Early Portland Bicycle History

A lot of us know a thing or two about Portland's more recent bike history, from the passing of the Bike Bill in 1971 to our current push for Platinum status. But what about those early years, from the 1880s to the 1920s? The bicycle was still a fairly new, innovative transportation tool and judging from maps like this one, Portland had a thriving Wheelmen Club and Good Roads Movement.

The Oregon Historical Society has a manuscript collection documenting Oregon transportation history, including bicycles, from 1850 - 2000. I haven't gone to check this collection out, but I plan to. There is also a file on Fred T. Merrill, an early bicycle advocate who owned bike shops and opened a race track here in Portland. There are also maps from the 1970s and some older photographs, but not too much else (judging from the library catalog search I conducted; but the librarians will be much more helpful) that is cataloged specifically with the keyword or subject "bicycle." We'll have to dig a little deeper...

I recently received a phone call from a Portlander who was related to Robert McDonald Tate. While that might not be a household name, at the turn of the century Tate ran a bicycle shop in downtown Portland. While he purportedly invented the kickstand, another inventor beat him to the patent office. However, Tate did earn a patent for a new device that attached the handlebars to the frame. His invention made its way into Scientific American. These are the stories I want to hear about.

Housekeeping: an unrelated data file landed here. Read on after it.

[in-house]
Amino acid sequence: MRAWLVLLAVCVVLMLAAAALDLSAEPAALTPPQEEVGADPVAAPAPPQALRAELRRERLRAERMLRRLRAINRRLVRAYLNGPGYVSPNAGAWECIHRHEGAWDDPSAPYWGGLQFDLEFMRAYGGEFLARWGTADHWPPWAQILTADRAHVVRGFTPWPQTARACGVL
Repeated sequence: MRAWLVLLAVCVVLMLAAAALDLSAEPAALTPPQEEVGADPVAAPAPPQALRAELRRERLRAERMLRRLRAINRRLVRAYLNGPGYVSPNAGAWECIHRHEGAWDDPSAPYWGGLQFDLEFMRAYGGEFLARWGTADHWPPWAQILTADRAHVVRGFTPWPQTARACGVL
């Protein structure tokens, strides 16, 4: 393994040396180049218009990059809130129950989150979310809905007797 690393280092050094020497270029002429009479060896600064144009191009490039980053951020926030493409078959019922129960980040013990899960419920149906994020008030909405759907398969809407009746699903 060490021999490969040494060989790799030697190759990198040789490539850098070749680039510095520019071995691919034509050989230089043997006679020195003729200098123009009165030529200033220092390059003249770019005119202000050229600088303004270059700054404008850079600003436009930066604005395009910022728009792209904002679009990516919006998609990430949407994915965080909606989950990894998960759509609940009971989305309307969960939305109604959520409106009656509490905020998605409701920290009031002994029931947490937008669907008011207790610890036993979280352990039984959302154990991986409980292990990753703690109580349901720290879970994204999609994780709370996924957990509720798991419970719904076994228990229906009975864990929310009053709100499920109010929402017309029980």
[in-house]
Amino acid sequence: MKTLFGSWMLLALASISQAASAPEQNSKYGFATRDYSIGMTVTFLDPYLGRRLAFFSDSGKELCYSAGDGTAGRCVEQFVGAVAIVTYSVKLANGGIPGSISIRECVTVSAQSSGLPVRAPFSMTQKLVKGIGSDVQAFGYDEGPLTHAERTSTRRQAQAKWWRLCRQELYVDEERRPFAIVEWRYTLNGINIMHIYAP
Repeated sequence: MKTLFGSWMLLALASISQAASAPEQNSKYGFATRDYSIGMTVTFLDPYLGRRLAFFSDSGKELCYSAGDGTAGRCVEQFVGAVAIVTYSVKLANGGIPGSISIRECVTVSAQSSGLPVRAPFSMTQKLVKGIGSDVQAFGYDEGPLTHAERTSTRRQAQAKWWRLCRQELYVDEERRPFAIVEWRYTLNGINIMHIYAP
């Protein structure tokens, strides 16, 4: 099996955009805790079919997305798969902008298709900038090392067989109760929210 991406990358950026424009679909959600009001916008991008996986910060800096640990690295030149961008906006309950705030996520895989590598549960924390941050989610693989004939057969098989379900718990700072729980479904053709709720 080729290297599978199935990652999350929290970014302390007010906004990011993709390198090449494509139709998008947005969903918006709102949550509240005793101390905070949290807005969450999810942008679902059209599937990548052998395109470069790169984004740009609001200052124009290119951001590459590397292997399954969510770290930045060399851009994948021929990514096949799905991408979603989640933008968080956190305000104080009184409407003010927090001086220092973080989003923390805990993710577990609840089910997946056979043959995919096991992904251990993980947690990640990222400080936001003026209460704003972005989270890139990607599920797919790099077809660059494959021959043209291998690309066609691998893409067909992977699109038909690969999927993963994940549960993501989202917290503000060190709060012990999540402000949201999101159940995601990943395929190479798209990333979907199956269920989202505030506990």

This might be an interesting read: The First Ten Years: A History of the Portland Wheelmen Touring Club, by Joe H. Heidel. It is also part of the OHS collection. People write the greatest books! Hey, we've got a book about Portland's bridges, why can't we have one about our bike clubs? From what research I've done, cyclists were a colorful bunch in those early years (and many keep that colorful tradition alive today), and deserving our attention.

1 comment:

Anonymous said...

I am still and regularly surprised to see Joe H. Heidel's name pop up in unexpected places and read your article with great interest. I met Joe in 1976 after he had just returned from a trip cross country on the Bike Centennial Trail. We built my first 'real' bike in 1979 from the frame up, sadly that one was stolen 2 yrs later. But we built a second one which I still ride today.
I am also still holding on to his Super Mitsutani hanging in the garage which he had repainted in the late '80 by Virginia Church, active bicyclist, author, bike shop owner and now artist. Sadly, being of German ethnicity, Joe was very sparsam, and constantly told that he needed to let the paint cure, therefore, he never rode it before he died in 1993.
Well, this was more than I had intended to tell you- but yet again, thank you for you mentioning him on the web.
Ute Munger